“Won’t You Be My Neighbor: Local Foundations, Immigrants and Refugee Populations,” analyzes the last 7 years of publicly available data (2012-2018) to provide a snapshot of total local foundation giving for immigrants and refugee-servicing organizations and the pro-immigrant, pro-refugee movement in all 50 states and the District of Columbia. It also details the share of funding that went to these groups by each state’s largest local grantmakers.
Local foundations are 501(c)3 grantmakers whose funding footprint is primarily local- or state-focused funding (as opposed to national grantmakers like the Ford Foundation, e.g.). The list of local foundations that we are gathering data about in this report excludes hospital and university foundations that exist to support their sister 501(c)3 and do not have a diverse grantmaking program.
Local to local funding refers to funding by grantmakers to recipient organizations located in and serving the population of the same state (e.g. an Alabama-based funder giving to an Alabama-based organization).
Organizations that serve, service or benefits immigrants and refugees are nonprofits who have received funding to either directly provide services for, or whose work benefits, immigrants and refugees in the U.S. They include but are not limited to those that are led by those impacted communities.
Pro-immigrant, pro-refugee movement groups refer to organizations that whose mission is dedicated to protecting and honoring the civil and human rights of immigrants and refugees in the U.S. Organizational activities include but are not limited to state-based advocacy campaigns, civic engagement, community organizing and grassroots leadership development. For more information on movement groups and the pro-immigrant movement, read NCRP’s 2019 brief, the State of Foundation Funding for the Pro-Immigrant Movement.”
More On: Our Sample of Largest Local Funders
“Our sample of funders” or “Sample of largest local funders or foundations” refers to a set of a state’s largest 501(c)3 foundations that distribute grants to nonprofits by total funding in the foundation’s state. In this report, that set includes the 10 largest foundations in 48 states and D.C., and the 20 largest foundations in California and New York for a total of 530 nationally. We expanded the field of examined foundations to 20 each in these 2 states to factor in the large size of the state, its foreign-born population and the number of immigrant and refugee servicing nonprofits in those areas.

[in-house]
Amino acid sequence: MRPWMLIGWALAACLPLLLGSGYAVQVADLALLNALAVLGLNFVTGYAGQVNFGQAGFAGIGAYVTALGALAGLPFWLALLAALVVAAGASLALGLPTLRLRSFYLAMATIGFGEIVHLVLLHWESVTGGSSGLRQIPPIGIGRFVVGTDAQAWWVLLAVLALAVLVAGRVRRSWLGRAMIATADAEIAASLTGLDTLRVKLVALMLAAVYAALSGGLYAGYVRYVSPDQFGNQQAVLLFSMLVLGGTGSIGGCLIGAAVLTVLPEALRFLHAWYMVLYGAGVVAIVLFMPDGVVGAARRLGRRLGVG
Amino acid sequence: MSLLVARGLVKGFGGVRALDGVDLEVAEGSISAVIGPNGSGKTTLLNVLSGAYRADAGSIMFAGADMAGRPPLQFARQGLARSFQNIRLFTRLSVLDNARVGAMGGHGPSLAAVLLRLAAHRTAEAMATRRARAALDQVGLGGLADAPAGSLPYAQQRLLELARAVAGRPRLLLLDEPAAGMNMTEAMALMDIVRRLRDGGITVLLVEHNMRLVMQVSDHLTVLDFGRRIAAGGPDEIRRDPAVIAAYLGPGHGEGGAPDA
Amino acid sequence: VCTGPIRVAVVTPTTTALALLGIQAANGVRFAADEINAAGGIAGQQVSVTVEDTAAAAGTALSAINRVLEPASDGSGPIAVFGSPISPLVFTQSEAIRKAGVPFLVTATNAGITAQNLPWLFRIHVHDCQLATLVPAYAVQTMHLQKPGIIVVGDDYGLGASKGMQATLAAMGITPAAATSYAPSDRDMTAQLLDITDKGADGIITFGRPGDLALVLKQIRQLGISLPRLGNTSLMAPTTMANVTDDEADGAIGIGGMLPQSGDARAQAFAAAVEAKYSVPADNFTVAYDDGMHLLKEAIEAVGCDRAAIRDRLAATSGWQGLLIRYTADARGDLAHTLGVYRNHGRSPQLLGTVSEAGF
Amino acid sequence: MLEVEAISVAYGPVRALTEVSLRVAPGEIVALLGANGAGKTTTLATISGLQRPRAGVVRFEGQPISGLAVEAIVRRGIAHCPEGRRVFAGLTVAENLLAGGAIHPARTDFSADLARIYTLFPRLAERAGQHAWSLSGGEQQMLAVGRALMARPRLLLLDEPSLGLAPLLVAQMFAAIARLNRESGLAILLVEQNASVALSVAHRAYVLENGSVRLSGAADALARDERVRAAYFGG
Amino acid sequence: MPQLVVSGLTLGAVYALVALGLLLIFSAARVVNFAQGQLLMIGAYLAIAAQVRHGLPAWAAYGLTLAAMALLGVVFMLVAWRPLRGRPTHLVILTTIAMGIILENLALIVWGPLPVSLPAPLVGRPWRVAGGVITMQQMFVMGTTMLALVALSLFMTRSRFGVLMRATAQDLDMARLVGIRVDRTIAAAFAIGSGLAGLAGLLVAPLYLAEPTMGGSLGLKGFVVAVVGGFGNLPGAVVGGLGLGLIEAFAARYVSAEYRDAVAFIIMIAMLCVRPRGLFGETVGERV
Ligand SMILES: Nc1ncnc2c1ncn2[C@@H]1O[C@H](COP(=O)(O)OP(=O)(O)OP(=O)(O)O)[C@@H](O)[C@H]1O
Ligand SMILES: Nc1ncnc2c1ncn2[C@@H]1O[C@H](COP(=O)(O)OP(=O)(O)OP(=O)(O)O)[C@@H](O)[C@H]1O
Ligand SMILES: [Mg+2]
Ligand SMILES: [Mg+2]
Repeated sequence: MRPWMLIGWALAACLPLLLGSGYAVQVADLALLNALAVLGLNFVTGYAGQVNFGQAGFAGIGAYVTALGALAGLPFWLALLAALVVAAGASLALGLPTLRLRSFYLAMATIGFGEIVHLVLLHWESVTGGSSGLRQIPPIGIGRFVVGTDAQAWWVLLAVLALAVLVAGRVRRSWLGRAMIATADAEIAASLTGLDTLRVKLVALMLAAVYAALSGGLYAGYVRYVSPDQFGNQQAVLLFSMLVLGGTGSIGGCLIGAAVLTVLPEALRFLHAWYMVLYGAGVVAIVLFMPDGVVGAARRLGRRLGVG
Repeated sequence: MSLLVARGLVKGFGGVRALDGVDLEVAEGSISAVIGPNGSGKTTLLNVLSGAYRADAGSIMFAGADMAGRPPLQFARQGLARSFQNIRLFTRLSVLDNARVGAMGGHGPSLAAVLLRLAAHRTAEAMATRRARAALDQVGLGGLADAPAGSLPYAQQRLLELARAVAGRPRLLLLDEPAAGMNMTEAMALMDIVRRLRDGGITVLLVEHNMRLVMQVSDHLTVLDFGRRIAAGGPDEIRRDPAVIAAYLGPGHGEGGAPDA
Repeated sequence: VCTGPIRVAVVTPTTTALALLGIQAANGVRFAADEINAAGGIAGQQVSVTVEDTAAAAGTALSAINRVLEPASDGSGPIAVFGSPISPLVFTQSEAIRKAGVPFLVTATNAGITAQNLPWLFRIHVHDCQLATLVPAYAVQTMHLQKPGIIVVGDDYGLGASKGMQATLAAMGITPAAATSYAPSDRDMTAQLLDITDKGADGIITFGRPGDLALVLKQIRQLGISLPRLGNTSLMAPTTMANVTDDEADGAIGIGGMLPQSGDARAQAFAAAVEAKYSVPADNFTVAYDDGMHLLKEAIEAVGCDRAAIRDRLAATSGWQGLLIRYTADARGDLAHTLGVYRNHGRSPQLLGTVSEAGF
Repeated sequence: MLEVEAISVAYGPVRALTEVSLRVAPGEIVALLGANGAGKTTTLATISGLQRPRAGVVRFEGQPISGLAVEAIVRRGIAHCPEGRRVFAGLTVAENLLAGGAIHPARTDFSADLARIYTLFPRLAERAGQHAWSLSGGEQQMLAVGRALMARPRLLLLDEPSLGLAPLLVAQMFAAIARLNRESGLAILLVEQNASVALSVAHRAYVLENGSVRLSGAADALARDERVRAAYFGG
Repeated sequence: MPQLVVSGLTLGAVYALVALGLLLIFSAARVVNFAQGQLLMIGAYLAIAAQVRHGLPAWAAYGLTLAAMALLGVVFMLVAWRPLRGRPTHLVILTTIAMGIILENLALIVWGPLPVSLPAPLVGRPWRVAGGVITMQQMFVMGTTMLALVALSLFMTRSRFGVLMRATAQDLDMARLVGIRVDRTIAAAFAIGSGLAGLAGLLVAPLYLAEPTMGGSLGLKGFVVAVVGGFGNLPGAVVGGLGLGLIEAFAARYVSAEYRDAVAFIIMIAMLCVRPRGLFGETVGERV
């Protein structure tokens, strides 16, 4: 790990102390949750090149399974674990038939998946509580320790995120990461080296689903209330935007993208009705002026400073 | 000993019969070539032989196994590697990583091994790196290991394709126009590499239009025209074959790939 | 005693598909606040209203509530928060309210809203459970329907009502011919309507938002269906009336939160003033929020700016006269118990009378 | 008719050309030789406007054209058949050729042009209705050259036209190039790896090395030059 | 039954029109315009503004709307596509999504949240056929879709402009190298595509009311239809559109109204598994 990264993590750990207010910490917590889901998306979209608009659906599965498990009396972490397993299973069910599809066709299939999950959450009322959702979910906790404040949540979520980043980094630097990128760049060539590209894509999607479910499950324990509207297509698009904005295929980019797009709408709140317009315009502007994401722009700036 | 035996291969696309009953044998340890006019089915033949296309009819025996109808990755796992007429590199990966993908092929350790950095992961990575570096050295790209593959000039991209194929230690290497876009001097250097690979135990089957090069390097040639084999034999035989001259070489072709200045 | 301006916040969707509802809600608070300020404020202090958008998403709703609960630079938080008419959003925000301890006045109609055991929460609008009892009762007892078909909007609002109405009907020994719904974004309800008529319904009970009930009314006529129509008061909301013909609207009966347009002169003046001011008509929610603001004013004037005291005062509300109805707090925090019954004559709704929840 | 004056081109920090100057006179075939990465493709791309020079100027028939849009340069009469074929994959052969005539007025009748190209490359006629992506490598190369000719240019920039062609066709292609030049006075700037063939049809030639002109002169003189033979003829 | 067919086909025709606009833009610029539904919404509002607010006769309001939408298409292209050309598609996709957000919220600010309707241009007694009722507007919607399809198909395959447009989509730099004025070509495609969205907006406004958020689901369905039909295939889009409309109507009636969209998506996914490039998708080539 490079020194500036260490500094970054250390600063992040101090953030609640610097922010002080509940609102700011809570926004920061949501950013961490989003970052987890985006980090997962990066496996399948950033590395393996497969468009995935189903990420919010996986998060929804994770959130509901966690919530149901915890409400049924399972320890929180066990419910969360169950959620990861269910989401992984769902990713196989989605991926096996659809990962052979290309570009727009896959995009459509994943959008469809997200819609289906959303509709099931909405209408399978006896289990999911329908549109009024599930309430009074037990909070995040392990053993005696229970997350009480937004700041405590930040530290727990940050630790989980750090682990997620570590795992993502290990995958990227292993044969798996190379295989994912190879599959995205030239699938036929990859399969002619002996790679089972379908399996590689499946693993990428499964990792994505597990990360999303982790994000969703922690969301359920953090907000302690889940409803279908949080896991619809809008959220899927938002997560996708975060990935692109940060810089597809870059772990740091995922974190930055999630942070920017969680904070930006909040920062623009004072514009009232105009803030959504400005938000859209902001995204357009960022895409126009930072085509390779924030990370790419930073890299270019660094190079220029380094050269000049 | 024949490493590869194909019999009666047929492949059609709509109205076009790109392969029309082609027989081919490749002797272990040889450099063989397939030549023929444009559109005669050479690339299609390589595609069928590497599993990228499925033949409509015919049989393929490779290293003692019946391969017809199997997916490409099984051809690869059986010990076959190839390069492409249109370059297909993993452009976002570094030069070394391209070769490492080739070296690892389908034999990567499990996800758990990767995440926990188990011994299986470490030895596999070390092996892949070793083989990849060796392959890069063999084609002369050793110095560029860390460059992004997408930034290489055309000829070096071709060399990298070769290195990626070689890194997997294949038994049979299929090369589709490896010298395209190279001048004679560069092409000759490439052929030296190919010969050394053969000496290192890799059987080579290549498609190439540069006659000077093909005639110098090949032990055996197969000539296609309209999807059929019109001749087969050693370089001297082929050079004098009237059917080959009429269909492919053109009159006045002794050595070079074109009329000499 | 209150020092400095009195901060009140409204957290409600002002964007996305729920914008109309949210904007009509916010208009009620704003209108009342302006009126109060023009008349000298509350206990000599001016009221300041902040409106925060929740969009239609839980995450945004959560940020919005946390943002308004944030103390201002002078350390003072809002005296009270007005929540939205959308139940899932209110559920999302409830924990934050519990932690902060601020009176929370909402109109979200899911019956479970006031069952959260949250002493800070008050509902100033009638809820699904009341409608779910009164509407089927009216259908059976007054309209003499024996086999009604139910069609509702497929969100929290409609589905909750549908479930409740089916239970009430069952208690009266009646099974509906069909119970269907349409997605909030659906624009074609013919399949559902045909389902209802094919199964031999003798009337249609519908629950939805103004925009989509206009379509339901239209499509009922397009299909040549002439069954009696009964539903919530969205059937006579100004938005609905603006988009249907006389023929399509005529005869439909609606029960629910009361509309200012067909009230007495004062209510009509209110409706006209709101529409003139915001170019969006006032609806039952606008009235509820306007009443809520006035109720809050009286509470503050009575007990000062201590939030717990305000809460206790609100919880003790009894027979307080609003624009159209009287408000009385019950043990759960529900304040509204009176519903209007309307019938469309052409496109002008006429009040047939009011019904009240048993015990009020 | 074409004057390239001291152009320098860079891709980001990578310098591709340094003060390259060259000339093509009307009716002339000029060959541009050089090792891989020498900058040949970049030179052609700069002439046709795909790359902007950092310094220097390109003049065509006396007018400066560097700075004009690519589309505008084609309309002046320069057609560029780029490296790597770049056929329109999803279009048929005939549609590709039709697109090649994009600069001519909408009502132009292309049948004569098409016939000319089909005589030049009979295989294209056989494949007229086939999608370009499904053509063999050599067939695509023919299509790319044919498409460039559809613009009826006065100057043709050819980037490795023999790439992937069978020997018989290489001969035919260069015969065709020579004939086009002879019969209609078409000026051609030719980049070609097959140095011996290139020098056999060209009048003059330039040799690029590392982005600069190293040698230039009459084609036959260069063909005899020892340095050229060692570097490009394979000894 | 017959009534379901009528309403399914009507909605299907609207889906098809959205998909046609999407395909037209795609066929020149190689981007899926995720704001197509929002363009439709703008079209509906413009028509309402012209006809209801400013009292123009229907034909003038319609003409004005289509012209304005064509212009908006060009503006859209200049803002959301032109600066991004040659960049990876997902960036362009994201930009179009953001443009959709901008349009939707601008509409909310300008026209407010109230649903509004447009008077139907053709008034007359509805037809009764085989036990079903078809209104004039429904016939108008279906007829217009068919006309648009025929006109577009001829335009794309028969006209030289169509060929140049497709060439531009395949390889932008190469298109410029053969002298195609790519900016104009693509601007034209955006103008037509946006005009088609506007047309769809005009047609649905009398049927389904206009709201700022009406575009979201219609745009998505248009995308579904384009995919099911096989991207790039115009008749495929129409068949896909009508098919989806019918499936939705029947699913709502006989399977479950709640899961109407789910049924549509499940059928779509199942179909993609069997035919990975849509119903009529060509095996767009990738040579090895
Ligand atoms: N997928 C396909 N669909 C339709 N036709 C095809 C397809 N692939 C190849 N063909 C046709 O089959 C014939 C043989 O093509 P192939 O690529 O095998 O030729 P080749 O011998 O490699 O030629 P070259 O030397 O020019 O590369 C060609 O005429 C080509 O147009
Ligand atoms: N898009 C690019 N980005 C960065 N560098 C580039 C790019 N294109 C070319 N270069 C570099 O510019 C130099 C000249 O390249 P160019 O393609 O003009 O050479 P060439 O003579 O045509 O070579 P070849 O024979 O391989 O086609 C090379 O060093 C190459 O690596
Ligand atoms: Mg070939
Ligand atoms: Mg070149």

Total funding figures for each state may be overestimated because the data may include funding to national organizations located in the state that also serve other states.
More On: Candid
We gathered funding data primarily from Candid, a database on U.S. grantmakers and their grants. The data is divided into 2 sets of years: 2012-2016 and 2017-2018. Data for the years 2017-2018 may not be complete because data from 2018 is still being collected by Candid.
Candid data on philanthropic funding in Puerto Rico, the U.S. Virgin Islands and other U.S. territories is unfortunately limited. The territories’ legal status also contributes to some confusion when it comes to how foundations describe funding for local immigrant populations. For these reasons, they have been excluded from this analysis.
For more information on how we gathered data on funding specifically for the pro-immigrant and pro-refugee movement, see the Methodology section in NCRP’s first brief, “the State of Foundation Funding for the Pro-Immigrant Movement.”
Other Data Sources
All data on population, immigrant detention and deportation figures were gathered from public data sources. They include:
Deportation and detention figures in the dashboard reflect the number of individuals who are deported from or detained in a specific state. The figures do not reflect the number of residents from that state who are deported or detained in a different state, and may not reflect the total number of people deported or detained from the state. NCRP relies on US Government statistics for these numbers, and we recognize their reporting may be intentionally or unintentionally flawed. We welcome other sources of information and will continue to work with our members and allies to present data that describes the impact that local and federal government policies are having on immigrant and refugee communities. (updated May 15, 2020).